We stand at the precipice of history. Covid-19 has had a chill in the marketplace for normal interaction, and the voices of the BLM movement are shrill in the streets. But make no mistake about it, the BLM movement is a wolf in sheep’s clothing.

Many of the activists are millennials, but Gen Z is a generation of activists who have been unified by social media. They are, in the words of one member, ready for a revolution – “in the streets, online and in the polls”.

I have written numerous times of the impact of the digital world in making sound bites a substitute for critical thinking. Gen Z is woefully deficient in history, and many have gotten a distorted education due a rewrite of history like the 1619 Project.  The latter is an attempt to characterize our country’s beginnings as flawed and without redemption.

As Christians, we understand that the world is sinful due to the events in the Garden. Man is capable of doing unspeakable acts. Fortunately, Christ came to redeem all of us from sin. He offered grace which is unmerited favor. It’s a message of freedom and redemption that needs to be retold.

The challenge is clear: We need to interact more with the next generation, not less. If they don’t hear truth from their parents and mentors, they are certainly not going to get it on social media.

MENTOR TAKEAWAY: As mentors, you have a prime opportunity to bring truth into the lives of your mentees.

FURTHER READING:  A Deeper Look at Black Lives Matter and Its Impact

‘We’re tired of waiting’: Gen Z is Ready for a Revolution”. CNN

Prairie Fire:  The Politics of Revolutionary Anti-Imperialism

Black Lives Matter in Public Schools; They are making MarxistsFederalist

WORSHIP: One Thing Remains  Jesus Culture

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The Third Way


Therefore go and make disciples of all nations, baptizing them in the name of the Father and of the Son and of the Holy Spirit, Matthew 28:19

Those who ignore history are doomed to repeat its mistakes.  I am not a historian when it comes to Christianity (other than what is in the bible). But there is something about this phrase that has great significance today.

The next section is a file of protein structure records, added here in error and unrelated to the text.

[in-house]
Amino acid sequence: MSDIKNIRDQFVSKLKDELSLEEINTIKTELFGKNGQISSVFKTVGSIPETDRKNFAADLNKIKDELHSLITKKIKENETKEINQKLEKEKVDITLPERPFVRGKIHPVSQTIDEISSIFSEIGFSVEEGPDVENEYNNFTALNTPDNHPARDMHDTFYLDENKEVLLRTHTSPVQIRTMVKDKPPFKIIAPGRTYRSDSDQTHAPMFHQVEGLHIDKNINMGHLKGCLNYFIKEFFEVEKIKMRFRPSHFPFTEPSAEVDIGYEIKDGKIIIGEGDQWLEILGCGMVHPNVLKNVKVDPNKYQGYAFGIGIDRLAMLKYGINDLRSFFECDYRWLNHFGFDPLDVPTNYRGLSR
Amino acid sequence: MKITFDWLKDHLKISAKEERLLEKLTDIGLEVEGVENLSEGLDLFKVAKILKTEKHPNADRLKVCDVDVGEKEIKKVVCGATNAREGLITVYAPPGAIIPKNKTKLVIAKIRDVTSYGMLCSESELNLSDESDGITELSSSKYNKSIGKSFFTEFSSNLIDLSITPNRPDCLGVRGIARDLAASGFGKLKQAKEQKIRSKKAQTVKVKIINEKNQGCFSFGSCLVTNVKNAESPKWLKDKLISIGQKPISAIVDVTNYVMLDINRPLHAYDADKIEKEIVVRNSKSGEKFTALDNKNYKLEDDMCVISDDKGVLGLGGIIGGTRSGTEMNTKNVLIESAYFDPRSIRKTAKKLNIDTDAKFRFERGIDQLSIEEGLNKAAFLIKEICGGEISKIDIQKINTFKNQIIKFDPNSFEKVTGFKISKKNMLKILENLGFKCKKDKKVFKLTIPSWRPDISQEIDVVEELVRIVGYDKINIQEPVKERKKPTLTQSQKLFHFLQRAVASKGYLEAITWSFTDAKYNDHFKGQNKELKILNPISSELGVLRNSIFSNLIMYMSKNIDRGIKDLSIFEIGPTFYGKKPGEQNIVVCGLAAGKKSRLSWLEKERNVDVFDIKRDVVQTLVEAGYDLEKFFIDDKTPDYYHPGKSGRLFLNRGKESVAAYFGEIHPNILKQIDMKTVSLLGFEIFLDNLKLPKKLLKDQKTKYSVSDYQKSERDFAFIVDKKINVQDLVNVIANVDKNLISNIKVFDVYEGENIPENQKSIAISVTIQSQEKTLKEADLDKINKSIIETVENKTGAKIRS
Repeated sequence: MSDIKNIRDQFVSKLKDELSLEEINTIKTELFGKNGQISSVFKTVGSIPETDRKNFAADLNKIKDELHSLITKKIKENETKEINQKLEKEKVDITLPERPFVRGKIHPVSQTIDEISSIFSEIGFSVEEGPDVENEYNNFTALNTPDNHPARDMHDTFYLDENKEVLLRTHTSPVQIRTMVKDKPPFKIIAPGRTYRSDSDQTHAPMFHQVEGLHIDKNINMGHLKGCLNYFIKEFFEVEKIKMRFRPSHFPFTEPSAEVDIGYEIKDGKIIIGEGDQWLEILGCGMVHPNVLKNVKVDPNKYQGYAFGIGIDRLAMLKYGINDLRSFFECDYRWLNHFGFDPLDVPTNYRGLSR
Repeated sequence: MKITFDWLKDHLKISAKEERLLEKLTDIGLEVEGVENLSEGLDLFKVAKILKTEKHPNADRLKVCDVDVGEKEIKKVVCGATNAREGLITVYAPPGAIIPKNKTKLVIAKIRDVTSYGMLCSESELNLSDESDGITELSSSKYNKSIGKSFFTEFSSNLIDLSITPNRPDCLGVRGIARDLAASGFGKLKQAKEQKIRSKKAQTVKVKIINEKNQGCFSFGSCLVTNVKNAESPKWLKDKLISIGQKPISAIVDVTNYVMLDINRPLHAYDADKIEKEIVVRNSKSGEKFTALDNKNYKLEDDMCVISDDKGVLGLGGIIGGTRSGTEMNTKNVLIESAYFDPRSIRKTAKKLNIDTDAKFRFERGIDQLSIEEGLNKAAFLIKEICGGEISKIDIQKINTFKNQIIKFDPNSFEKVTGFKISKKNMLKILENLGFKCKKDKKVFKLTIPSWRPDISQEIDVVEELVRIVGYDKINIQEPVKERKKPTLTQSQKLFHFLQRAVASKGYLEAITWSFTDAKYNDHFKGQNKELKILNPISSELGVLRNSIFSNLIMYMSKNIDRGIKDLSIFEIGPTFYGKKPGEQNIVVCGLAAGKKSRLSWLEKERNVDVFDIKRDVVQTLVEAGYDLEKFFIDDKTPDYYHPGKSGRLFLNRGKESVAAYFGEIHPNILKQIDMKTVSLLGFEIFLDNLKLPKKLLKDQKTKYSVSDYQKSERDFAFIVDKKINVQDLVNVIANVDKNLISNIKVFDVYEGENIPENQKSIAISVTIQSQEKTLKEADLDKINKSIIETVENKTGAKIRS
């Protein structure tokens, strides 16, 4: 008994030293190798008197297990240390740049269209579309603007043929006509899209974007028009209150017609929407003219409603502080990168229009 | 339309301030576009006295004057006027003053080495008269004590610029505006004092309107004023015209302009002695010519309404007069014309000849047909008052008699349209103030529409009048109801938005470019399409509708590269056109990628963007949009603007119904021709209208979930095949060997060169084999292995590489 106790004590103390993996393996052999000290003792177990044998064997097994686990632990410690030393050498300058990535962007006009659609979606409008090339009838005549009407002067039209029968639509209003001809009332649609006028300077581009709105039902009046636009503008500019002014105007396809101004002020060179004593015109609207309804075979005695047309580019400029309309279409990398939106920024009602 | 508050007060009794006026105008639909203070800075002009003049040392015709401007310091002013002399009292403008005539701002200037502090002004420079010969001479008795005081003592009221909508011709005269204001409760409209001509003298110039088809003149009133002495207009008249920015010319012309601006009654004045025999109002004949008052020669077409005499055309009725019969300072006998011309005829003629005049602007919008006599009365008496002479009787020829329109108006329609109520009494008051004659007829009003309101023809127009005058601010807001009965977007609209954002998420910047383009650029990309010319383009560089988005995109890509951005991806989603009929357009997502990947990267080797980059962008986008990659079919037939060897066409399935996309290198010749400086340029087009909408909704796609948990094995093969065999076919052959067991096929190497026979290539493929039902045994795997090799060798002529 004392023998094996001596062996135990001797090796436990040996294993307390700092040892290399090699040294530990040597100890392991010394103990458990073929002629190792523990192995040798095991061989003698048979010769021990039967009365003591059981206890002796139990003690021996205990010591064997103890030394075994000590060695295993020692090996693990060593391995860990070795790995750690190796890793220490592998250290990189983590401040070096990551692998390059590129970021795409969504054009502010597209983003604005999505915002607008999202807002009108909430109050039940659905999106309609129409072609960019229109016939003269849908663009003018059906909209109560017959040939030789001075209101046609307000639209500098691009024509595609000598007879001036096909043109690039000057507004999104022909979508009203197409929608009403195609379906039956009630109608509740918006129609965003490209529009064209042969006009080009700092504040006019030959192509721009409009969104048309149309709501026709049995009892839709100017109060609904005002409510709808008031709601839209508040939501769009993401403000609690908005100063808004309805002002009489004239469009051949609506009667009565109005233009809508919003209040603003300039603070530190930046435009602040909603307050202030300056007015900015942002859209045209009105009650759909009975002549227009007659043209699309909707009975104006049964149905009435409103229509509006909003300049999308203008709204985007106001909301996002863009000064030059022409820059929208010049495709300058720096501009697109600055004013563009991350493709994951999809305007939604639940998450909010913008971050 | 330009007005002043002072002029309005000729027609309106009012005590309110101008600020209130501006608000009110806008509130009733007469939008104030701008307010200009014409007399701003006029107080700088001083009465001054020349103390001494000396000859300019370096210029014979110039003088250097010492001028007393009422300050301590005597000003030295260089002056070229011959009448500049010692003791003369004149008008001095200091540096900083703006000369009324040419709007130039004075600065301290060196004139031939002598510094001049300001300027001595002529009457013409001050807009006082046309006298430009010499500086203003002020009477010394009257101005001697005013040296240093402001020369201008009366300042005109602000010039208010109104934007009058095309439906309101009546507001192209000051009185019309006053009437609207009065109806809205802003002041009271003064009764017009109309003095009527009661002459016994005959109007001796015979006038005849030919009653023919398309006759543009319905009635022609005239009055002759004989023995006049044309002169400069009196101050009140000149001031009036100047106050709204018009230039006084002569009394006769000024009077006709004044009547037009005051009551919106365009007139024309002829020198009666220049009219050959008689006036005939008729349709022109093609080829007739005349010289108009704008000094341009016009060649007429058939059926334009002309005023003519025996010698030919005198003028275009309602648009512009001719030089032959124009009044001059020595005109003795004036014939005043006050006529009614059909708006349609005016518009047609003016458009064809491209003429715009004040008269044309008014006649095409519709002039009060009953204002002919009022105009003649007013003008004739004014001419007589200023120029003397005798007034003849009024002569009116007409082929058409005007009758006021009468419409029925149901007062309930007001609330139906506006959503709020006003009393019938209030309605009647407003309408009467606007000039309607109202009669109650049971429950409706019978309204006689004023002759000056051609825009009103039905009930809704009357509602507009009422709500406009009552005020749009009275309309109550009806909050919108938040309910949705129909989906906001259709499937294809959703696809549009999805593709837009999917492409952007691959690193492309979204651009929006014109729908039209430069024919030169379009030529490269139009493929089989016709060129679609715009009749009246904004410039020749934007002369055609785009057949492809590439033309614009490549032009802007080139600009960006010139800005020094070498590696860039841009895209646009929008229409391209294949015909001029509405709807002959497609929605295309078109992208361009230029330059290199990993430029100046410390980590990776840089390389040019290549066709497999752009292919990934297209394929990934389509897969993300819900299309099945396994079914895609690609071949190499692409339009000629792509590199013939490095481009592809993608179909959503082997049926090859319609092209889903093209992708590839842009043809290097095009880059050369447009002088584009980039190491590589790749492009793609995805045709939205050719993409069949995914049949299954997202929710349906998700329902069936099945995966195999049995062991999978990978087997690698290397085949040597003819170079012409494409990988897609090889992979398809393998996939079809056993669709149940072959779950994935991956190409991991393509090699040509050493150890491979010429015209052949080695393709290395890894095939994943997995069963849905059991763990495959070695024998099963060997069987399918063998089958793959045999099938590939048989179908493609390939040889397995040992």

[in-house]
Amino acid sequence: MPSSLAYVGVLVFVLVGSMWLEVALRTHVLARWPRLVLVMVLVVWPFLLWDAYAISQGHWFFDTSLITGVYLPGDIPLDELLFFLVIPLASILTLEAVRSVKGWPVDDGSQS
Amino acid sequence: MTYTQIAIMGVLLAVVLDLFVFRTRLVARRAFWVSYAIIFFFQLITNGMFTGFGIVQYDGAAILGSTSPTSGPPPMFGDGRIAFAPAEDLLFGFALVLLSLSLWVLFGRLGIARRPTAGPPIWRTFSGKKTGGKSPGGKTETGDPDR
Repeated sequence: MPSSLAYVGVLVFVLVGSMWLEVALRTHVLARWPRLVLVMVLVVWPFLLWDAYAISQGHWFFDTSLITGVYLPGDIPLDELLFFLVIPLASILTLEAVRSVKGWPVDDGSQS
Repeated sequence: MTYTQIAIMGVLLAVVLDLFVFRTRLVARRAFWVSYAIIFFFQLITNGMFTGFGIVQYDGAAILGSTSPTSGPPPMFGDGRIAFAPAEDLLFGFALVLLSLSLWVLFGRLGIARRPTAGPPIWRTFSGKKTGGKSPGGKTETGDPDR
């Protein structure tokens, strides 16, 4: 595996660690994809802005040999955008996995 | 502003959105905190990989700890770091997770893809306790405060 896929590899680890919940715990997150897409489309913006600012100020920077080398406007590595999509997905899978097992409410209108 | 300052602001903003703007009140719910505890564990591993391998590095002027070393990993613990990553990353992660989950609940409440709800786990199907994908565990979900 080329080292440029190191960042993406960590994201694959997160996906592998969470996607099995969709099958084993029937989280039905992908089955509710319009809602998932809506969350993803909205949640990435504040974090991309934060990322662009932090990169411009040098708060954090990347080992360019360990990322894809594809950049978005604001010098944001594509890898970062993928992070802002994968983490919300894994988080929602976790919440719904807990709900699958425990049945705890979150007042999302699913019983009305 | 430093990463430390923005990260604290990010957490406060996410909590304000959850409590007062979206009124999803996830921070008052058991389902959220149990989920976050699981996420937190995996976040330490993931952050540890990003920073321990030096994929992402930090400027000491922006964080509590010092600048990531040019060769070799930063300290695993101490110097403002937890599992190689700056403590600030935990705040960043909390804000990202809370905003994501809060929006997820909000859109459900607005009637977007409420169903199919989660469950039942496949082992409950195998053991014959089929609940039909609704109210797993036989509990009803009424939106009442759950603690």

It was a phrase used by the early Christian church. It is unfamiliar to most of us today.  It was first used by a Roman official in a letter from Diognetus in the second century.  For context, there were two other streams of Christianity – one stream basically bought into culture and embraced it and reflected it.

The second stream went in the opposite direction and insisted on isolation from culture. You had two choices:  either embrace and reflect culture in your practice and mirroring its values, or you isolated yourself from it.

The first option “undermined the uniqueness of the belief system” according to Gerald Sittser in Christianity Today.  The latter movement became culturally irrelevant because of their isolation.

The Third Way was a short-hand describing that you can do both – you can both be in the world but not of the world. How does that work?  Well, it means engaging in the world but not changing the belief system based on a culture around you.

The Third Way created something new and different in its theology, community, worship and behavior. It developed in the Roman culture – a very secular culture, and it is instructive for us today. Christians had to move new converts from their secular culture to discipleship.

It required taking an outsider and making them an insider. From a casual observer to a full-fledged disciple. It worked, creating generations of believers who were firmly established in their faith and able to expand Christianity over time.